After rain delay, SA small concert is 'Reel Big' hit
Just over 1,000 see Reel Big Fish, Michael King perform in LaSalle lot
Published: Monday, September 2, 2013
Updated: Monday, September 2, 2013 03:09
Weather couldn’t kill the night.
The Student Association small concert rocked the LaSalle parking lot Sunday night, but it didn’t get underway until after a half-hour storm delay (lightning) sent a large part of the crowd home.
Once the show commenced, it proved to be a hit. Six-piece ska-punk group Reel Big Fish was a crowd-pleasing headliner, and they were only helped by their opener, UB student Michael King and his band.
Entertainment Coordinator Marc Rosenblitt said just over 1,000 people came back through security (SA had reserved 7,000 free tickets for UB students and 2,000 tickets for sale to the general public) and into the show after the delay. Those people watched as King and Reel Big Fish put on a rowdy show.
SA President Nick Johns came on stage between the two acts to thank students for their cooperation and to announce the official date for Fall Fest – Oct. 13. Johns added that the acts would be announced “ASAP,” which may suggest that the highly in-demand A$AP Mob (featuring A$AP Rocky and A$AP Ferg) could be making its way to UB.
The mob of fans at Sunday’s show formed “circle-pits,” moshed, skanked, hula-hooped, whooped, cheered and danced in a massive loss of inhibition. When the show ended, fans emerged drenched from head to toe in a combination of rainwater and sweat.
For some, going to see Reel Big Fish was a healthy dose of therapy after a long first week of classes.
“I think this is a really good event because it brings everyone at UB together after the first week of school and it’s a fun party thing,” said senior human services major Rachel Cimerman. “I’m already stressed out after the first week of classes, man.”
At one point, it seemed the odds were stacked against a successful show. The audience booed their way out of the parking lot after Rosenblitt announced the attendees had to evacuate the venue into the stadium parking lot for at least half an hour.
“The campus chooses to follow the NCAA regulations for sporting events with regards to lightning,” said Steve Herberger, campus manager of fire and life safety. “That includes a protocol that says within five miles, a strike of lightning requires evacuation of any exterior event to a safe location. The evacuation went very well. This was one of the first times we’ve had to evacuate an outdoor event.”
Reel Big Fish emerged onto the stage sporting ridiculous outfits with vibrant colors, outrageous hairstyles and blatantly absurd accessories and facial hair designs.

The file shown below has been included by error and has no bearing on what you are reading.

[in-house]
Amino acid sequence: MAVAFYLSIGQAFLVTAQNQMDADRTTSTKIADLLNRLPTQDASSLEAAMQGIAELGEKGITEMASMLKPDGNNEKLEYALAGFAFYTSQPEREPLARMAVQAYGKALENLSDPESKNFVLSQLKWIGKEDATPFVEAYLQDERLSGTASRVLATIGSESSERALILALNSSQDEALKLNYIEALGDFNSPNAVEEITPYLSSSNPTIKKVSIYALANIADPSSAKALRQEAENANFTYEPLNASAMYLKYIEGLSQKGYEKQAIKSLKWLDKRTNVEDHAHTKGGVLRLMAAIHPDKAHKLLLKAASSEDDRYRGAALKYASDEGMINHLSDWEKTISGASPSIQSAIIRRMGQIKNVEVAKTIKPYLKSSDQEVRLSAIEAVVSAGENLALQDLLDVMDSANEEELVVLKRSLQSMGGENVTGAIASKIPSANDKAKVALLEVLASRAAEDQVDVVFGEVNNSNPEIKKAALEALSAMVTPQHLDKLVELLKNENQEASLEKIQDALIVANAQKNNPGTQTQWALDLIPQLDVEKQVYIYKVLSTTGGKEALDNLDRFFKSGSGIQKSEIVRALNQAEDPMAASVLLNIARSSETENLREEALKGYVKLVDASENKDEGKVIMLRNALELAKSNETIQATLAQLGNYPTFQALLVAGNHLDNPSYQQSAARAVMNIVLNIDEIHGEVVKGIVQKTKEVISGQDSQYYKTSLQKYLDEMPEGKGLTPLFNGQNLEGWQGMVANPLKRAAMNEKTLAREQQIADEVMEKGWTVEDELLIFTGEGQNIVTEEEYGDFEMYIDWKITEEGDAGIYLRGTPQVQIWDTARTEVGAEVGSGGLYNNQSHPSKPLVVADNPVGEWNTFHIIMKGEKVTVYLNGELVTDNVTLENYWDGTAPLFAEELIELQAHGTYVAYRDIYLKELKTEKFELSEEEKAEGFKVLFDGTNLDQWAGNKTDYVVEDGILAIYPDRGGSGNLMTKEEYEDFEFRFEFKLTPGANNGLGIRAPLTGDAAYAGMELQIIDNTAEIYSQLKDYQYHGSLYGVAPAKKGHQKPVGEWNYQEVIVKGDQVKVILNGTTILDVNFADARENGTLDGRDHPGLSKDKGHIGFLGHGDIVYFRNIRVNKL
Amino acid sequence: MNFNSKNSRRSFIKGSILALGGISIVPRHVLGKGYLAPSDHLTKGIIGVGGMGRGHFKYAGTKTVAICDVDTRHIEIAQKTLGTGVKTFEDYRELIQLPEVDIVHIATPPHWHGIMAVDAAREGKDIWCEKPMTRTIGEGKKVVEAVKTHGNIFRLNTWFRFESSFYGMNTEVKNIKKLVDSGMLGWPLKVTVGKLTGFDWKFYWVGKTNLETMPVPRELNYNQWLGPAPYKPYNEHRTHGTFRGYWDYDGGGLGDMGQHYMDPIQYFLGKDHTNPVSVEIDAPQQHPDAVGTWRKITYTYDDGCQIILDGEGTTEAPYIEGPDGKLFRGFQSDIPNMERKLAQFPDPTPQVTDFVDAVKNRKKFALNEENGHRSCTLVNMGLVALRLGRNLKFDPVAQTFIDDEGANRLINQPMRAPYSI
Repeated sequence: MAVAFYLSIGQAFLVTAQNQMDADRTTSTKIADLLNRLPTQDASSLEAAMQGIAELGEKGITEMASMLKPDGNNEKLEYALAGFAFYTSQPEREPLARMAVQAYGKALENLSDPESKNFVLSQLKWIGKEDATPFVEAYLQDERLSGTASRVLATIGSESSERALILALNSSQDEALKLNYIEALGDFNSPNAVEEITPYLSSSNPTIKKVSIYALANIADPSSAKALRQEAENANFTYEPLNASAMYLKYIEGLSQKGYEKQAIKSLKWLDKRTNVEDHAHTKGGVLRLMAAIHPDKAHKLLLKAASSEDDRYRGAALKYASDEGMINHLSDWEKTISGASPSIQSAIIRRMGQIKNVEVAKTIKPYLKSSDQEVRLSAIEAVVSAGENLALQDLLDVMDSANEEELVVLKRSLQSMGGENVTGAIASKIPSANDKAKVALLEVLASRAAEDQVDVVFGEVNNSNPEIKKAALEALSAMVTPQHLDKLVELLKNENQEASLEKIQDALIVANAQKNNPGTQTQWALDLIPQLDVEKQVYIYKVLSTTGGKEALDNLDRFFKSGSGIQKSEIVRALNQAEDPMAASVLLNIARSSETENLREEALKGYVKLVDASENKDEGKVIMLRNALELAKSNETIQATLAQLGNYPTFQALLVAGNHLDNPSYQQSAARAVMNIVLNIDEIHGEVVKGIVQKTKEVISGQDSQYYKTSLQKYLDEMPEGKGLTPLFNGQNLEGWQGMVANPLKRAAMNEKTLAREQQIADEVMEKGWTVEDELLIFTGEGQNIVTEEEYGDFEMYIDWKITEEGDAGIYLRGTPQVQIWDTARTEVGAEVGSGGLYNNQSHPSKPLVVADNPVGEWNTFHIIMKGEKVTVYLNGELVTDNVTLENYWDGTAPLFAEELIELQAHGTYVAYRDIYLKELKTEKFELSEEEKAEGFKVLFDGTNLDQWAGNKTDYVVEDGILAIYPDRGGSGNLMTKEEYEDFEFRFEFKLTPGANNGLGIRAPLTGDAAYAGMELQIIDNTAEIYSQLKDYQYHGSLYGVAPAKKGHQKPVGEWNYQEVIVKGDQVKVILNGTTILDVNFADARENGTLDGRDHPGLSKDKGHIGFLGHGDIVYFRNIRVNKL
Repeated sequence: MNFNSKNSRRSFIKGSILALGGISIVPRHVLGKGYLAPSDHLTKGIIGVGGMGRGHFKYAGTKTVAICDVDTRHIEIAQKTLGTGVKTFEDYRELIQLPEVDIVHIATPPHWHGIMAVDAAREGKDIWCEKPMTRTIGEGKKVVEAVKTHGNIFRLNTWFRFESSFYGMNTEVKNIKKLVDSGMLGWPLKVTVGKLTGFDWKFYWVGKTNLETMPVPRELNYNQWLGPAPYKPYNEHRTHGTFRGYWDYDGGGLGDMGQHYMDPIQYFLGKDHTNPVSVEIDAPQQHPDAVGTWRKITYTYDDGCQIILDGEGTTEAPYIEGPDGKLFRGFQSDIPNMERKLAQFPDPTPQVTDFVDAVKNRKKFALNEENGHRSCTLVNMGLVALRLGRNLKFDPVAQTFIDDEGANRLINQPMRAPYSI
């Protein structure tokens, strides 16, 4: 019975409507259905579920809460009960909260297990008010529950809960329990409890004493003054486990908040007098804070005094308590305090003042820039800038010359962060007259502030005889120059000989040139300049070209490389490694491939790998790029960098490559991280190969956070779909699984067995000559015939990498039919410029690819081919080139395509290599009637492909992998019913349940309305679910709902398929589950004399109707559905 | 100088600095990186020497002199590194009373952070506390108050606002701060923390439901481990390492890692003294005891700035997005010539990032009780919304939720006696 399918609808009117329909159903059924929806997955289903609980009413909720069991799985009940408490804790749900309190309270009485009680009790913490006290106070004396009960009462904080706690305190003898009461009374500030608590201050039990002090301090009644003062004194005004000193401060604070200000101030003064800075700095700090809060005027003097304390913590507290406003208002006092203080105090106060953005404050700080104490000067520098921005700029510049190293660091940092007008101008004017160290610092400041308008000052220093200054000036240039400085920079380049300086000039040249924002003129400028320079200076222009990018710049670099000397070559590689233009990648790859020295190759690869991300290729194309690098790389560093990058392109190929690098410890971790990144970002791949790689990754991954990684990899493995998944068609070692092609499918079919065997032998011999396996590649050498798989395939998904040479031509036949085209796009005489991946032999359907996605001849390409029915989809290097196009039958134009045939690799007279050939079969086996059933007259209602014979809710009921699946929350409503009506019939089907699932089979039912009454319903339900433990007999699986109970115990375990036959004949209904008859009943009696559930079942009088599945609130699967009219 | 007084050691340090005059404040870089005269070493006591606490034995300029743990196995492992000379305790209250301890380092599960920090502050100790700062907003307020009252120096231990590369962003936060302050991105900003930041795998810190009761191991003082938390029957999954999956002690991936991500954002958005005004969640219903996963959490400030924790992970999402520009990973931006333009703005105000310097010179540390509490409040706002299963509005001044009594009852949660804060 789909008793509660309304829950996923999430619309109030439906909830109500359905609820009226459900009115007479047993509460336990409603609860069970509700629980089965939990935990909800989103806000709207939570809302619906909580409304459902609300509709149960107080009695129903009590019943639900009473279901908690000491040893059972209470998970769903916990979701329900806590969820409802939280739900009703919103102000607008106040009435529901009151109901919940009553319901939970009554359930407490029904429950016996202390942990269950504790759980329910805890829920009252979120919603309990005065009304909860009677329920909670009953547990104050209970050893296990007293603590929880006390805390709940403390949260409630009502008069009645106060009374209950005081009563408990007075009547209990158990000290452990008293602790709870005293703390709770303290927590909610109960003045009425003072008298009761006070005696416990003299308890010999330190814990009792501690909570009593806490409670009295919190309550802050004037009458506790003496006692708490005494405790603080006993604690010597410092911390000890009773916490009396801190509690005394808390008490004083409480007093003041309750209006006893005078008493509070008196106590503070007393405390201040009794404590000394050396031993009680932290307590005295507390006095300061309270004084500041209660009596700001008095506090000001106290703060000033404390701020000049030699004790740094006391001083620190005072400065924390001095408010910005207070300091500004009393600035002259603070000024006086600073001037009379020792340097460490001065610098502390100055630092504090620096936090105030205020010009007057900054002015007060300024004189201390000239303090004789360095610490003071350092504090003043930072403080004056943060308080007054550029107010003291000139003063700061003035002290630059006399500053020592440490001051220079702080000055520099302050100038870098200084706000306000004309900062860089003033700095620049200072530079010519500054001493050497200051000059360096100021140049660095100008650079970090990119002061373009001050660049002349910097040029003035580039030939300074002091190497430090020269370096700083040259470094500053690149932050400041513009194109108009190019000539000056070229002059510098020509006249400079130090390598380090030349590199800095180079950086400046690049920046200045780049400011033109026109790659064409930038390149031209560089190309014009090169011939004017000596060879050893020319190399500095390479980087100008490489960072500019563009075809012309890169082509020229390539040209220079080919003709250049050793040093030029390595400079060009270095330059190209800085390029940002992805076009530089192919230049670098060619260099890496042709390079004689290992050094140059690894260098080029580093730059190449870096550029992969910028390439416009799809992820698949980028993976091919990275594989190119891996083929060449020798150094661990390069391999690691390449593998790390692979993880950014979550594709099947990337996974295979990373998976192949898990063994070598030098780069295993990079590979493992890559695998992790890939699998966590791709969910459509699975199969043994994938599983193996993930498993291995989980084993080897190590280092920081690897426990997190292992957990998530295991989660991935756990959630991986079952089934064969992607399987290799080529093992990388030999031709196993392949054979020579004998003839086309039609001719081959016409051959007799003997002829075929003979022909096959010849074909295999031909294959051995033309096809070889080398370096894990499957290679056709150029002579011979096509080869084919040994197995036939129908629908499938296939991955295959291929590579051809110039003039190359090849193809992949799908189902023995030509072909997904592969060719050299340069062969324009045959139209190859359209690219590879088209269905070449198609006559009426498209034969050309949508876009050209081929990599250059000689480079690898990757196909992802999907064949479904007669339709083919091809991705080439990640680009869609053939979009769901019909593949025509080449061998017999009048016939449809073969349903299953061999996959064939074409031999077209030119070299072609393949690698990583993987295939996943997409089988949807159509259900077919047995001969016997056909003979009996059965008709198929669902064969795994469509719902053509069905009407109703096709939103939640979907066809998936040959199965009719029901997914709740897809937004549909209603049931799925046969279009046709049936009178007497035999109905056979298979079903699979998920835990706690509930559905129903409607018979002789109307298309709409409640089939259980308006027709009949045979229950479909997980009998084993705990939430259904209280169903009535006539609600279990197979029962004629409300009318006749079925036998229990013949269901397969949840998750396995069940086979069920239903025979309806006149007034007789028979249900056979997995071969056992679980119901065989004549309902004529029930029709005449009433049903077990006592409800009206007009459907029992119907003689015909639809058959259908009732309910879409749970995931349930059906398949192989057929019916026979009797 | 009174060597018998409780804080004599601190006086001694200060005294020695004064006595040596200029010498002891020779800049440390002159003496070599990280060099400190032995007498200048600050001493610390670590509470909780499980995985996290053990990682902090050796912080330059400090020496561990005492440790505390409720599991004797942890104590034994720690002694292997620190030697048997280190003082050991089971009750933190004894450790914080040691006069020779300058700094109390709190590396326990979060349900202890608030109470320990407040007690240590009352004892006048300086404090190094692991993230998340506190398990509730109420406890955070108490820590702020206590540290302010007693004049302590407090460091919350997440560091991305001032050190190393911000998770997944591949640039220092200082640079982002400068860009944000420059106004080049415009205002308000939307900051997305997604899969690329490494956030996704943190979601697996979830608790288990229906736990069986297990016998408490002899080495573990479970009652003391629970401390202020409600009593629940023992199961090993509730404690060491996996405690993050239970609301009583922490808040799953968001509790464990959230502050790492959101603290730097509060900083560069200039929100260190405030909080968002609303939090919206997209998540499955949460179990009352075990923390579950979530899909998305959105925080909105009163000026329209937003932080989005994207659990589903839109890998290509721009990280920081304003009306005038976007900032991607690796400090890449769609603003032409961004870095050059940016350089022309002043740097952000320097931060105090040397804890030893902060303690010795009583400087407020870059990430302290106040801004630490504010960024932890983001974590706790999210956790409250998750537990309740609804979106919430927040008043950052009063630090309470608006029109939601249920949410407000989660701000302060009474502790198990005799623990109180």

Reel Big Fish started getting noticed in 1992 and has since toured internationally with steady success, a few hit songs (such as 1996 hit “Sell Out”) and interchanging band members along the way. Regardless of their age, Reel Big Fish manages to do something that most live bands dream of doing when they perform: They engage the crowd in a memorable way that is felt by everyone in attendance.
What Reel Big Fish still has going for them is how seriously they take the idea of themselves – which is very little. Instead of coming off as a band that got old and can’t let go of the past, Reel Big Fish reminds audiences that life is sometimes best experienced in a drunken state of disregard.
Junior Spanish major Andrew McFadden got pumped up before the show with his roommates listening to ska music. Though he was unfamiliar with Reel Big Fish, he said he expected the show was going to be incredible.
Then came the storm. A friend convinced McFadden to return to the show.
“Honestly, I wasn’t expecting to come back,” McFadden said. “[Michael King] was fun. I liked the mash-up they did with the covers. We’re still excited, against all odds.”
King, a part-time UB student nearly finished with a degree in computer science, is a man of many titles. He works multiple jobs while juggling school with 25 hours of music each week, between rehearsals and gigs. Depending on the expenses of a show, his group can be as big as a nine members, but King played with his usual cast of five Sunday.
King’s band is a collective of musicians with varying levels of experience and age, but they share their passion for music.
Derek “Velvet D” Hager is a senior aerospace engineering major at UB who plays tenor sax for the group. Dan Ross plays guitar and recently graduated from Canisius College in Buffalo.
The band features Rishon Odel on the bass guitar and David “T-Spoon” Hulett on drums. Odel and Hulett are both professional musicians from Buffalo who have toured all over with various groups of musicians for years.
King got his opportunity to play as the only opening act on Sunday night after winning last year’s SA Battle of the Bands. The judges were so impressed with his performance that they kept him in mind for this show, and King delivered.